A whale which beached on the Northumberland coast this week was a rare species and not a minke, experts have confirmed.
The 8.6-metre creature was a juvenile sei whale which had likely become separated from its mother, said Richard Ilderton of British Divers Marine Life Rescue.
It was discovered on sands just north of Druridge Bay yesterday morning, sparking a major operation to save its life.
However, experts who attended the scene found that it was suffering from severe malnutrition and were forced to take the decision to put it to sleep.
A pathology team from the Natural History Museum’s Cetacean Stranding Investigation Project travelled to the scene to conduct a post-mortem, which determined that the whale was starving to death.
Mr Ilderton said: “It was in a very poor condition, with thin blubber and poor muscle tone, suggesting it hadn’t eaten for quite some time. It is possible that it was still maternally-dependant, but had become separated from its mother.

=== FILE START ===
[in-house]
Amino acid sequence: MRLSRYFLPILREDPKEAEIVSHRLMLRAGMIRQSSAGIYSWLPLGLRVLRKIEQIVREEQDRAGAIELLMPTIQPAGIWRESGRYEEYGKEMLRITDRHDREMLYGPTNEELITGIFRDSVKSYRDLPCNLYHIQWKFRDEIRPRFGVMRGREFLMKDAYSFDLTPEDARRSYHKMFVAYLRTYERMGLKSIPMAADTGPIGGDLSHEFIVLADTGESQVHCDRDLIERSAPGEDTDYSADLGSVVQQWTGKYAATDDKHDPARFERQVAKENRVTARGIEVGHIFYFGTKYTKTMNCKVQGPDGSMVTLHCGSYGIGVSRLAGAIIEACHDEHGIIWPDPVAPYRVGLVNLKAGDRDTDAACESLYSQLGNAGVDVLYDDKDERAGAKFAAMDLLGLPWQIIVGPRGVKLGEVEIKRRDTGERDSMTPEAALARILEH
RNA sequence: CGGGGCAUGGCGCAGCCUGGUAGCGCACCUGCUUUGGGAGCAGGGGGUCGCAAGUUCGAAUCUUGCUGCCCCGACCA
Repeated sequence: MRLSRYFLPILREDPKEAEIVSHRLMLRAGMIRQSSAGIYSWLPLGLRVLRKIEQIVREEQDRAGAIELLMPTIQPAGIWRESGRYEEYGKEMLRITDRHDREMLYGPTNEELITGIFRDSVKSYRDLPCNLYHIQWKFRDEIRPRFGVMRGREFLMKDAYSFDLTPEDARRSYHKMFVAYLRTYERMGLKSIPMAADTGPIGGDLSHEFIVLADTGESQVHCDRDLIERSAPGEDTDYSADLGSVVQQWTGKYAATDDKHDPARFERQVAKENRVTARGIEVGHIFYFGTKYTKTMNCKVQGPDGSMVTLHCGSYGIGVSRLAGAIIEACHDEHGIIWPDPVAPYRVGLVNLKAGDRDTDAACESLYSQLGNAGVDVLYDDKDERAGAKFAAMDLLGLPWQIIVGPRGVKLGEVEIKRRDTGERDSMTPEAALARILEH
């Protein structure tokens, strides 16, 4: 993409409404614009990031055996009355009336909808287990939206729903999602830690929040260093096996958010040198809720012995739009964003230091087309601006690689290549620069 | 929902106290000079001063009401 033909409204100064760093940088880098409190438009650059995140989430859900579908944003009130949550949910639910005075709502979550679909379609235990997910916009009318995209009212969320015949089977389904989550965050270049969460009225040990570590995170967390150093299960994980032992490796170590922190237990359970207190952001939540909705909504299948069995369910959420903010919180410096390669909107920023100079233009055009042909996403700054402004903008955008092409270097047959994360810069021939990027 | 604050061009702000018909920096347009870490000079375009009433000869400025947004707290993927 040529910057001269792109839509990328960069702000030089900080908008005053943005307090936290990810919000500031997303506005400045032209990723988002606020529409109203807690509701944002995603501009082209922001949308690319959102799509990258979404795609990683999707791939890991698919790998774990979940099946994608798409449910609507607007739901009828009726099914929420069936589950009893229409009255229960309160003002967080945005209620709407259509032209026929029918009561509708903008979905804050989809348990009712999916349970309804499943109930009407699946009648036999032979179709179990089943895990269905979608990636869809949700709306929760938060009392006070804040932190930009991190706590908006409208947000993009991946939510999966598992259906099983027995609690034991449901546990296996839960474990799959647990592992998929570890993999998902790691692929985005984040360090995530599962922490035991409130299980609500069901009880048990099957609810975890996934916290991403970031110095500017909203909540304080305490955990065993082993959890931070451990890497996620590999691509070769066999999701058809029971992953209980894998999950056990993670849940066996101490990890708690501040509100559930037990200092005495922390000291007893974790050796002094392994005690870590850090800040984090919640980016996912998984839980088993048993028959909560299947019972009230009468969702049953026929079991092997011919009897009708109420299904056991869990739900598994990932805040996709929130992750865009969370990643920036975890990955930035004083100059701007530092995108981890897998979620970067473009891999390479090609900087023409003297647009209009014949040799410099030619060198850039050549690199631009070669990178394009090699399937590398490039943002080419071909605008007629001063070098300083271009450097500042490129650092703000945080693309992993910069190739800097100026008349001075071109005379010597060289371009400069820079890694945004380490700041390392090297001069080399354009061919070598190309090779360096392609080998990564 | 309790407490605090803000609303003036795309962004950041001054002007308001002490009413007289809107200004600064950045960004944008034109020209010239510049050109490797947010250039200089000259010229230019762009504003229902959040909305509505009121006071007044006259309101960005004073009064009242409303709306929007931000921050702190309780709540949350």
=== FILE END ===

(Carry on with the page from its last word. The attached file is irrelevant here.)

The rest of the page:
“The preliminary results from the post-mortem confirmed this, and it also had plastic in its stomach.”
He added that minke and sei whales appeared very similar, which had led to the initial misidentification. While it was the same length as an adult minke, however, adult sei whales reach twice that length.
“Another reason it wasn’t recognised as a sei whale more quickly is that they are rarely found beached in Britain,” said Mr Ilderton. “Since 1990 there have only been six recorded and 16 since records began in 1913.”
The sei is a type of baleen whale and the third-largest rorqual after the blue whale and the fin whale. It is officially endangered, appearing on The International Union for Conservation of Nature’s ‘red list’ of species.
A fully-grown adult can reach 19.5 metres in length (65ft), with a weight of 28 tonnes. In a single day, it consumes an average of 900kg (2,000lb) of krill and other zooplankton.
The sei ranks among the fastest of all cetaceans and can reach speeds of up to 50kph (31mph) over short distances.
Population is distributed worldwide, with the exception of tropical and arctic zones, and it prefers deep offshore waters.
They migrate annually from cool and subpolar waters in summer to winter in temperate and subtropical waters.
The name sei comes from the Norwegian word for pollock, as they normally appear near to large shoals of the fish.